Dirty Energy is the latest offering from independent theatre company Deus Ex Femina. Founder Katherine Sortini is the writer and star of the play, which makes its world premiere this Adelaide Fringe season. Together with director Annabel Matheson and a stellar cast, Sortini explores the culture of underlying toxicity that can fester in the hospitality industry, as well as just what makes its overworked and underpaid staff keep coming back despite it all.

The role Sortini has created for herself – Bast, a cynical, wisecracking sommelier, rarely without a drink or cigarette in hand – plays to her strengths. We’re hooked from the moment she strolls in, removes her dark shades, and begins the opening monologue.

If you weren’t already familiar with Sortini’s spoken-word background (she’s an Australian Poetry Slam grand finalist), you’d soon guess it from her pulsing rhythmic delivery, and the impression she gives of speaking with her whole body even when fixed in place. The combined effect is an intensity that’s hard to look away from.

We get strong performances from the other cast members, too. Michelle Lieu as competent restaurant manager Avi, Connor Pullinger as nervous newbie Clay, and Philippos Ziakas, the irritable Chef, make up the rest of the harried staff. Pullinger, in particular, is given plenty of comic material and makes the most of it – he can do a lot with just a facial expression. My only quibble: possibly due to the room’s acoustics, any lines delivered too quickly or softly didn’t carry well and were a strain to hear. In the end, though, a few bits of missed dialogue didn’t disrupt the enjoyment of the performance.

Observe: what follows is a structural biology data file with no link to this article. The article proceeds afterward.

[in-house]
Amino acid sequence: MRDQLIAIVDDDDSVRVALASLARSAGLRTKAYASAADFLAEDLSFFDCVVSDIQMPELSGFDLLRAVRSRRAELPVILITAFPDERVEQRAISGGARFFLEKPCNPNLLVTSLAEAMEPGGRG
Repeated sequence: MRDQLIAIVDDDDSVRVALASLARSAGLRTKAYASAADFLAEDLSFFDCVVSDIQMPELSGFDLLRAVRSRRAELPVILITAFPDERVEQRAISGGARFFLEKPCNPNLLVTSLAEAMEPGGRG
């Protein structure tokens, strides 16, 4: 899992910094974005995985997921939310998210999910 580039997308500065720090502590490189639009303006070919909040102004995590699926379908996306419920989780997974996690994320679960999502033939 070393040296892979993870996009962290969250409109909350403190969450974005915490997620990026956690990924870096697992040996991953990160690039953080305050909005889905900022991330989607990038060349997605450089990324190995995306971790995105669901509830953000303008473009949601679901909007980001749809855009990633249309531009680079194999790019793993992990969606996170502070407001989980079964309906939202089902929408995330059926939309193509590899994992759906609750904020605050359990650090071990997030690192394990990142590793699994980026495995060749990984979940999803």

The narrative is compelling throughout the show’s 60 minutes. Characters we might have taken at first introduction to be stock figures are given depth and dimension as Dirty Energy progresses. Bast has her tough-talking bravado called out as cowardice, while gracious Avi reveals a steely resolve. Even naïve Clay proves his value, and with a few well-placed details is given an evocative backstory.

Dirty Energy will naturally resonate with anyone who has worked in the industry. It’s an honest and absorbing portrait that covers all the familiar grievances: rude customers, incompetent bosses, long hours, and low wages. It captures, too, the thrill, the electrifying pace, and the bonds that form in the trenches. Deus Ex Femina has served up another well-crafted piece of theatre.

Dirty Energy is playing at Carclew House until March 20.

Read InReview’s interview with Katherine Sortini here, and more 2024 Adelaide Fringe stories and reviews here.

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